THE Armed Forces of the Philippines (AFP) yesterday stressed its commitment to adhere to human rights standards even as it vowed to prosecute alleged abuses by soldiers.
The statement is in response to the report of Amnesty International that security forces committed abuses during the five-month Marawi siege.
“We are committed to adhere to the Law of Armed Conflict and respect human rights in the conduct of our operations,” AFP public affairs chief Col. Edgard Arevalo said in a statement.
While they have yet to see the report of Amnesty International, he said that the AFP also needs formal complaints to help them in the investigation and prosecution of abuses in observance of due process.
“Should there be infractions, we are determined to hold the violators liable,” Arevalo said.
In a separate press briefing in Malacañang, AFP spokesperson Maj. Gen Restituto Padilla said they will investigate those who are guilty of violating policies and regulations.
“Kung meron man po tayong mga naging insidente diyan, masasabi po natin na ito’y mga isolated incidents,” he said.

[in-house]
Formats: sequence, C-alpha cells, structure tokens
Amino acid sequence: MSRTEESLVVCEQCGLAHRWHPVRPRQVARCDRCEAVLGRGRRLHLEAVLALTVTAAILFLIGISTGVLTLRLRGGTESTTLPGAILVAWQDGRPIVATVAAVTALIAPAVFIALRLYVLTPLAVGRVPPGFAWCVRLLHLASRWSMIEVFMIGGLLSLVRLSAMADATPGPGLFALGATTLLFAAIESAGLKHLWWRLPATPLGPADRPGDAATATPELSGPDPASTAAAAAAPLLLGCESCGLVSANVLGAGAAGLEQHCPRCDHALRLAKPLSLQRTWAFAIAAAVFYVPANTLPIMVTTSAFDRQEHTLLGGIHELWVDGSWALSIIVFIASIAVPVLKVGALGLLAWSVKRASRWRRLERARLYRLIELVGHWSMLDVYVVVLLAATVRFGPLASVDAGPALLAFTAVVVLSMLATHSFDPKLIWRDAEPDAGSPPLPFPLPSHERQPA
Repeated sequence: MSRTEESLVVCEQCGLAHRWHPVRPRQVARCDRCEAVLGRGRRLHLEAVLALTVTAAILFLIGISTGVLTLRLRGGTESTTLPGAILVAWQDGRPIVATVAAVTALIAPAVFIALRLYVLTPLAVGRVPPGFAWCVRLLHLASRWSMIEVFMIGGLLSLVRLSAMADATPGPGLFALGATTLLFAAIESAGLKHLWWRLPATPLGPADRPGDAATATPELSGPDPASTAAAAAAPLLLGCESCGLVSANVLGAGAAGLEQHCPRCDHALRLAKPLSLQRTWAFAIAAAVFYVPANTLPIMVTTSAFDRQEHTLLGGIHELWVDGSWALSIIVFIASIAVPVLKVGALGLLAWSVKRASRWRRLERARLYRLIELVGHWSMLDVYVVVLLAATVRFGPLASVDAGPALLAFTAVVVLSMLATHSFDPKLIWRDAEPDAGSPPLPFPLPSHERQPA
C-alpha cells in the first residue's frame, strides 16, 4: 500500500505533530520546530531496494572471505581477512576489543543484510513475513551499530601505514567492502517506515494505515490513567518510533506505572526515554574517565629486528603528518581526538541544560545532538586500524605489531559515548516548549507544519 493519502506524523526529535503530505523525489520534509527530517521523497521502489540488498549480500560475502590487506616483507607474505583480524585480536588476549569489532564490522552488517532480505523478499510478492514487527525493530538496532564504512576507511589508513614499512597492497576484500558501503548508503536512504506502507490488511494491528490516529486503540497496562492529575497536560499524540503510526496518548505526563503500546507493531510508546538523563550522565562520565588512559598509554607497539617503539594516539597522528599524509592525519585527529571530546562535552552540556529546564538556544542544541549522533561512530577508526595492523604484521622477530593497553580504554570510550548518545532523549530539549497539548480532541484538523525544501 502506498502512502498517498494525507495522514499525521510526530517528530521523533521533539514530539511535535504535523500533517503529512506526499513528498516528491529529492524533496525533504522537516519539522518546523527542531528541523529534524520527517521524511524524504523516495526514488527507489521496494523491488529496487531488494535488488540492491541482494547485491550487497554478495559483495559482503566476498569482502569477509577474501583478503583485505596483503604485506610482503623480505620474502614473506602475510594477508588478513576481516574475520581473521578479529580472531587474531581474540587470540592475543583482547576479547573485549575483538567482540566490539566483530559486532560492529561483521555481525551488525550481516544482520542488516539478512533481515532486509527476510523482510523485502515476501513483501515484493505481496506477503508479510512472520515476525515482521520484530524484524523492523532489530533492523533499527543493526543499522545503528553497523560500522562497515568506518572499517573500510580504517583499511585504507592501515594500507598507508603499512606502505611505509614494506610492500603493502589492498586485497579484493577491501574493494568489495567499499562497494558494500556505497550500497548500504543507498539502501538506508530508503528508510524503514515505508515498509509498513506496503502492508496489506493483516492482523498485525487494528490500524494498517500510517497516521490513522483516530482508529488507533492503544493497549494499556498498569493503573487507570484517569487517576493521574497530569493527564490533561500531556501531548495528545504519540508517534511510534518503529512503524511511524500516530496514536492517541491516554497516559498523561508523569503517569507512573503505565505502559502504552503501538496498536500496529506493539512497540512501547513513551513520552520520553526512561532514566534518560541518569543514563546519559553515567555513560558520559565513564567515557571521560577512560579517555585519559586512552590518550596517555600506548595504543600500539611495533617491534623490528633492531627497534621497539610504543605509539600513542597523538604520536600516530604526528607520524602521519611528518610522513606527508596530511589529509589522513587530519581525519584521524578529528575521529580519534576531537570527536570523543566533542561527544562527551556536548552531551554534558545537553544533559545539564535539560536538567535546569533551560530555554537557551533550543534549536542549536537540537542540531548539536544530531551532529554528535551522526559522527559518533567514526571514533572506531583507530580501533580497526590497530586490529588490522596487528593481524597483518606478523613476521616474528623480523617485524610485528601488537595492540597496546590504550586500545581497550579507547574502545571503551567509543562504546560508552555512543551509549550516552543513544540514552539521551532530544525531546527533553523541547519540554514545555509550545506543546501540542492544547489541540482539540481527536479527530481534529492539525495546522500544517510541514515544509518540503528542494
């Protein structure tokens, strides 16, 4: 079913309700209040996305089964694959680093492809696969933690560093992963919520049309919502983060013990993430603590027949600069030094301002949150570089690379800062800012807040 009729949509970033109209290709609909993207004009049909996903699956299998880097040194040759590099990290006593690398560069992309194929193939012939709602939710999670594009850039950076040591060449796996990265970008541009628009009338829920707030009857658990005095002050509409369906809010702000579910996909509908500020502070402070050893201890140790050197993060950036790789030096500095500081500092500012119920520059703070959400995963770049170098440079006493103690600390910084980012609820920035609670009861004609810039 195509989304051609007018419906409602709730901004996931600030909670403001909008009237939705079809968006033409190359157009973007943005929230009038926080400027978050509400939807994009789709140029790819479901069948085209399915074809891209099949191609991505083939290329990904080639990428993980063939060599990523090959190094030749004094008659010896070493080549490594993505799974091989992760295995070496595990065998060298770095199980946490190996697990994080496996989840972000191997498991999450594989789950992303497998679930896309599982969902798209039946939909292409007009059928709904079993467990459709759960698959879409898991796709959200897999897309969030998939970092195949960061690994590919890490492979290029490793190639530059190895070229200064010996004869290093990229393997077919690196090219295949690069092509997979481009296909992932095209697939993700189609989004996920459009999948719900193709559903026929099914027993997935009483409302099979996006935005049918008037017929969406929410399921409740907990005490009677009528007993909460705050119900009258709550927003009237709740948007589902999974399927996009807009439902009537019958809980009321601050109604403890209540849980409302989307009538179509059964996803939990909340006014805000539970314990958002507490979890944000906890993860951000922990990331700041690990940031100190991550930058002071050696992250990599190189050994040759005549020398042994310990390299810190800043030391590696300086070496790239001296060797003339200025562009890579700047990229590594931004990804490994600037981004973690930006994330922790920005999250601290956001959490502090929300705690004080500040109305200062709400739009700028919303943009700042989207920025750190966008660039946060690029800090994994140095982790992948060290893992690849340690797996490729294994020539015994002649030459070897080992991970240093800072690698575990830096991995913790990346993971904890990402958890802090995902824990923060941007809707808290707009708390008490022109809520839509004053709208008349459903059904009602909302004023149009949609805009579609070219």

Padilla said that during the beginning of conflict in Marawi, the AFP leadership reminded its troops to respect the rules of conflict, including international humanitarian law and human rights.
As to the Amnesty International’s calls for investigation of the “disproportionate air and ground attacks” in the city, Padilla brought up the challenges faced by the security forces during the siege.
“The proportionality by which we used force was in consideration of all the challenges that we faced which is one, the safety of civilians who may be trapped in the area, that’s primordial, the rescue of the civilians who were held hostage, second; and only third is the safety of our own troops who were in the main battle area addressing these armed groups,” he said.
“We will investigate and discipline those found guilty of violating policies and regulations, which include IHL and HR,” Padilla said.
Even former military chief General Eduardo Año had strict instruction to respect the rules of conflict, Padilla said.
In its report, Amnesty International said that the AFP “detained and ill-treated fleeing civilians, and also engaged in looting.”
The group also called for an investigation into the AFP’s airstrikes if they really complied with the international humanitarian law.
“Their extensive bombing of militant-held areas of Marawi City wiped out entire neighborhoods and killed civilians,” the report read.
Padilla, however, pointed out that the military considered the trapped civilians and other challenges in conducting air raids.